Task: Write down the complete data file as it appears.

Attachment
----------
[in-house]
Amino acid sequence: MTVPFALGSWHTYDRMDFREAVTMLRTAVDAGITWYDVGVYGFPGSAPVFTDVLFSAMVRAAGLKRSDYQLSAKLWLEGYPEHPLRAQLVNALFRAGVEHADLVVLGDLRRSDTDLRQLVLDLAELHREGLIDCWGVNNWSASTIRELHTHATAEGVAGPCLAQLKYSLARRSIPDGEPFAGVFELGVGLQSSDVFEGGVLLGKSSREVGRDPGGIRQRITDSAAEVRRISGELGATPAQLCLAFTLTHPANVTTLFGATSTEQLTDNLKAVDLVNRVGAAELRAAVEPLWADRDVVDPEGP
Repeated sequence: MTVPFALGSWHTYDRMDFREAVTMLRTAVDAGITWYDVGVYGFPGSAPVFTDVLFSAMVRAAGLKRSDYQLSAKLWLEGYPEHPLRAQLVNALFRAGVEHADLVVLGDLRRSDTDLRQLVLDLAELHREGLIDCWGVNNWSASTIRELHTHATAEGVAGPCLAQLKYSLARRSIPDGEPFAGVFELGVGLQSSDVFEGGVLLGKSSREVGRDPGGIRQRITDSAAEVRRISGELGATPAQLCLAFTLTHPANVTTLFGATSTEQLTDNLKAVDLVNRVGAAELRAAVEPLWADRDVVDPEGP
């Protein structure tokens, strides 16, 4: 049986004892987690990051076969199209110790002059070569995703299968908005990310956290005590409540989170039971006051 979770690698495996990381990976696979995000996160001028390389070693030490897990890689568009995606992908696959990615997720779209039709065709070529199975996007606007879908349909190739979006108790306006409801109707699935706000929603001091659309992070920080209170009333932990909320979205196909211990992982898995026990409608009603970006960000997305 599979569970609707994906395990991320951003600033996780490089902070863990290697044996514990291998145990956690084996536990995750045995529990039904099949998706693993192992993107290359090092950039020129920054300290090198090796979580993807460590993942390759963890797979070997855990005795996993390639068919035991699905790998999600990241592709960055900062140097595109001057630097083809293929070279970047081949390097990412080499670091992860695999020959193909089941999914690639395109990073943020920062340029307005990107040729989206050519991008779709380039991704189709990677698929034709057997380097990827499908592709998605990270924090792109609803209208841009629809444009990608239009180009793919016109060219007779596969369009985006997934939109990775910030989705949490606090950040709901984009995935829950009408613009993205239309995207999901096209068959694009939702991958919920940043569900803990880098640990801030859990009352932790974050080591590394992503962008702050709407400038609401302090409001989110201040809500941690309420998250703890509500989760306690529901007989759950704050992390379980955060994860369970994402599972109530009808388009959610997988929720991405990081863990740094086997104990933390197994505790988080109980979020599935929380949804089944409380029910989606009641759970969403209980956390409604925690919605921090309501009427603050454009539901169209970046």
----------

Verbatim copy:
[in-house]
Amino acid sequence: MTVPFALGSWHTYDRMDFREAVTMLRTAVDAGITWYDVGVYGFPGSAPVFTDVLFSAMVRAAGLKRSDYQLSAKLWLEGYPEHPLRAQLVNALFRAGVEHADLVVLGDLRRSDTDLRQLVLDLAELHREGLIDCWGVNNWSASTIRELHTHATAEGVAGPCLAQLKYSLARRSIPDGEPFAGVFELGVGLQSSDVFEGGVLLGKSSREVGRDPGGIRQRITDSAAEVRRISGELGATPAQLCLAFTLTHPANVTTLFGATSTEQLTDNLKAVDLVNRVGAAELRAAVEPLWADRDVVDPEGP
Repeated sequence: MTVPFALGSWHTYDRMDFREAVTMLRTAVDAGITWYDVGVYGFPGSAPVFTDVLFSAMVRAAGLKRSDYQLSAKLWLEGYPEHPLRAQLVNALFRAGVEHADLVVLGDLRRSDTDLRQLVLDLAELHREGLIDCWGVNNWSASTIRELHTHATAEGVAGPCLAQLKYSLARRSIPDGEPFAGVFELGVGLQSSDVFEGGVLLGKSSREVGRDPGGIRQRITDSAAEVRRISGELGATPAQLCLAFTLTHPANVTTLFGATSTEQLTDNLKAVDLVNRVGAAELRAAVEPLWADRDVVDPEGP
């Protein structure tokens, strides 16, 4: 049986004892987690990051076969199209110790002059070569995703299968908005990310956290005590409540989170039971006051 979770690698495996990381990976696979995000996160001028390389070693030490897990890689568009995606992908696959990615997720779209039709065709070529199975996007606007879908349909190739979006108790306006409801109707699935706000929603001091659309992070920080209170009333932990909320979205196909211990992982898995026990409608009603970006960000997305 599979569970609707994906395990991320951003600033996780490089902070863990290697044996514990291998145990956690084996536990995750045995529990039904099949998706693993192992993107290359090092950039020129920054300290090198090796979580993807460590993942390759963890797979070997855990005795996993390639068919035991699905790998999600990241592709960055900062140097595109001057630097083809293929070279970047081949390097990412080499670091992860695999020959193909089941999914690639395109990073943020920062340029307005990107040729989206050519991008779709380039991704189709990677698929034709057997380097990827499908592709998605990270924090792109609803209208841009629809444009990608239009180009793919016109060219007779596969369009985006997934939109990775910030989705949490606090950040709901984009995935829950009408613009993205239309995207999901096209068959694009939702991958919920940043569900803990880098640990801030859990009352932790974050080591590394992503962008702050709407400038609401302090409001989110201040809500941690309420998250703890509500989760306690529901007989759950704050992390379980955060994860369970994402599972109530009808388009959610997988929720991405990081863990740094086997104990933390197994505790988080109980979020599935929380949804089944409380029910989606009641759970969403209980956390409604925690919605921090309501009427603050454009539901169209970046």